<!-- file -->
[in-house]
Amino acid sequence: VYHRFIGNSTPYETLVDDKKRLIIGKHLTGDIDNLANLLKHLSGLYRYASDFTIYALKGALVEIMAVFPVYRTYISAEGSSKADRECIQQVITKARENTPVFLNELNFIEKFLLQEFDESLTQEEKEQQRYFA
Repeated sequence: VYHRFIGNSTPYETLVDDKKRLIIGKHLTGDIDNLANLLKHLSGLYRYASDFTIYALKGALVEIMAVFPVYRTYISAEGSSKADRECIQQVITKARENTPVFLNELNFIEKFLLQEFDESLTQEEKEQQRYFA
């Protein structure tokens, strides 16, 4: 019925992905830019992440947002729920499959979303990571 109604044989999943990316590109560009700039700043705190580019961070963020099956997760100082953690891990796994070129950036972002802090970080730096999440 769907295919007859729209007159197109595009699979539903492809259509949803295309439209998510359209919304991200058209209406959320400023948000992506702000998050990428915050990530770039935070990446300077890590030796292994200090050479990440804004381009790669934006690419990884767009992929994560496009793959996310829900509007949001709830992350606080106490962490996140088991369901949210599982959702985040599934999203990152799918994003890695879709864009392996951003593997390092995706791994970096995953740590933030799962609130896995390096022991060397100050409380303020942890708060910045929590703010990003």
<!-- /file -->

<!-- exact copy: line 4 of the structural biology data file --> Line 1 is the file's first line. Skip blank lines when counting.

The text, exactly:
């Protein structure tokens, strides 16, 4: 019925992905830019992440947002729920499959979303990571 109604044989999943990316590109560009700039700043705190580019961070963020099956997760100082953690891990796994070129950036972002802090970080730096999440 769907295919007859729209007159197109595009699979539903492809259509949803295309439209998510359209919304991200058209209406959320400023948000992506702000998050990428915050990530770039935070990446300077890590030796292994200090050479990440804004381009790669934006690419990884767009992929994560496009793959996310829900509007949001709830992350606080106490962490996140088991369901949210599982959702985040599934999203990152799918994003890695879709864009392996951003593997390092995706791994970096995953740590933030799962609130896995390096022991060397100050409380303020942890708060910045929590703010990003």